The Supreme Court furthermore refused to exercise its discretionary jurisdiction under Article 136 of the Constitution of India.
The Apex Court, however, observed:
?48. However, the provision 'under Order 12 Rule 6 of the Code is enabling, discretionary and permissive and is neither mandatory nor it is peremptory since the word "may" has been used. But in the given situation, as in the instant case, the said provision can be applied in rendering the judgment.?
Admission, it is trite, must be unequivocal, positive, clear and specific. However, where the question of limitation or maintainability of the suit is to be determined, a decree on admission should not be passed.
It may also not be passed, if the contract is found to be against public policy.
In Razia Begum vs. Sahebzadi Anwar Begum 1959 (1) SCR 1111, it was held that Order XII Rule 6 of the CPC is required to be read along with the proviso to Rule 5 of Order VII thereof. [See also Shri Jiten Bhalla vs. Ms. Gayatri Bajaj 2008 (DL2) GJX 1046-DEL ]
The Rule conferrs a discretionary jurisdiction upon the court; the object being to arrive at a speedy judgment.
However, in this case, the respondent clearly questioned the termination of the contract. According to it the breach of performance of the contract, if any, was on the part of the petitioner and not on its part. The respondent had filed a separate petition for passing of a decree for damages for a sum of Rs.259.54 crores.
We may notice the relevant statements made by the respondent in this behalf:
?75. The respondent states that because of wrongful termination of the Deal Memo, the total loss caused to the respondent is Rs.259.54 Crores, the details of which have been set out above and also in respondent?s application for amendment of its petition bearing No.248(C) of 2010 pending adjudication before this Hon?ble Tribunal. The Respondent states that as per fresh provisional report the amount of Rs.16,95,70,210/- may be payable to the petitioner (subject to further adjustments on account of bad debts.) This is set off from Rs.259.94 crores receivable as damages from the petitioner. Therefore, a sum of Rs.242,58,29.790/- is due from the petitioners jointly and/or severally. Thus, the question of payment to the petitioners does not arise and on the contrary the petitioners are liable to make a payment of Rs.242,58,29,790/- to the respondent.?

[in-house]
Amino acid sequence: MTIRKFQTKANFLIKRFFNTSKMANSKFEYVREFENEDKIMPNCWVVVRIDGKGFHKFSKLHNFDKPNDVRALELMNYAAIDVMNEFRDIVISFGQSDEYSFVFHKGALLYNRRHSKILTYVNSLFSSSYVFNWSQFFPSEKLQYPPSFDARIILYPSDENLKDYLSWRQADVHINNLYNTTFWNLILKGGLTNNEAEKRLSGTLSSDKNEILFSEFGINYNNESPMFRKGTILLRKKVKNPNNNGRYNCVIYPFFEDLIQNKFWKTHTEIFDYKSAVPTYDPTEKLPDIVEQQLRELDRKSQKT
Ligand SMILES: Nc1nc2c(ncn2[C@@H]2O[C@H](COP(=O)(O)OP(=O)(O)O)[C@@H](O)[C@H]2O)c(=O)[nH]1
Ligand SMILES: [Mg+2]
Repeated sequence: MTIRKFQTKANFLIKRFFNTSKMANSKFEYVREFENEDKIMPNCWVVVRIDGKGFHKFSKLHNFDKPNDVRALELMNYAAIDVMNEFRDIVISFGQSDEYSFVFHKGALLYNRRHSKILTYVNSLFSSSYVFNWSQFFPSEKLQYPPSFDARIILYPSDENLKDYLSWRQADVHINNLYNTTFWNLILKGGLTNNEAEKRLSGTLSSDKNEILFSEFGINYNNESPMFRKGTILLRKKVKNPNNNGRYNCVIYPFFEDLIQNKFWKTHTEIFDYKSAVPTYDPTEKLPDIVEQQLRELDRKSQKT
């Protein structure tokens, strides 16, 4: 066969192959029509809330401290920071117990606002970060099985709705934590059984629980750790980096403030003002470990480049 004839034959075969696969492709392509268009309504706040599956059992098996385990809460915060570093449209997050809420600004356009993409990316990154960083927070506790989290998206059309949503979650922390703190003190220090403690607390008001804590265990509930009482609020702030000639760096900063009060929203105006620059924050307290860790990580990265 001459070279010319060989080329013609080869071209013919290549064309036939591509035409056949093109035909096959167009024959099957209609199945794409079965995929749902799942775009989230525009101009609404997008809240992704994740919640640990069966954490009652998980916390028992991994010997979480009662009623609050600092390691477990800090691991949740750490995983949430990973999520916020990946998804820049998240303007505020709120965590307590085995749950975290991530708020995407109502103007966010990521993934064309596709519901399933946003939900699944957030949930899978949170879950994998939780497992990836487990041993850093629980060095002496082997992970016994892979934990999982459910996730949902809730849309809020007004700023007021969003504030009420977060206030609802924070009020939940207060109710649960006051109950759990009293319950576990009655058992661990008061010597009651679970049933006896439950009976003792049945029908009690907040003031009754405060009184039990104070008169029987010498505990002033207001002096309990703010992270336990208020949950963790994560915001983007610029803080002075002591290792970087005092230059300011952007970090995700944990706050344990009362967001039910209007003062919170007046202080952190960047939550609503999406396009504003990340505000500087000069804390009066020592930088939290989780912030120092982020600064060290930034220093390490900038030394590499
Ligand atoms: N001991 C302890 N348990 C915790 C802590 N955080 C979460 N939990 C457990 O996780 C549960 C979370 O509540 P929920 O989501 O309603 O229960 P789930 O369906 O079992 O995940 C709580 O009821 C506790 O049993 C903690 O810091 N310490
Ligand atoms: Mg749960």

Even in its reply the respondent stated:
?6. The respondent states that because of wrongful termination of the Deal Memo, the loss caused to the Respondent is Rs.259,54,00,000/- the details of which have been set out in Respondent?s petition bearing No.248(C) of 2010. For the sake of brevity the contents of the same are not being repeated and they may be read as forming part of the present reply. The Respondent states that as per fresh provisional report the amount of Rs.16,95,70,210/- may be payable to the Petitioner (subject to further adjustments on account of bad debts). This is set-off from Rs.259,54,00,000/- receivable as damages from the petitioner. Therefore, a sum of Rs.242,58,29,790/- is due from the Petitioners jointly and/or severally. Thus, the question of payment to the petitioners does not arise and on the contrary the petitioners are liable to make a payment of Rs.242,58,29,790/- to the Respondent.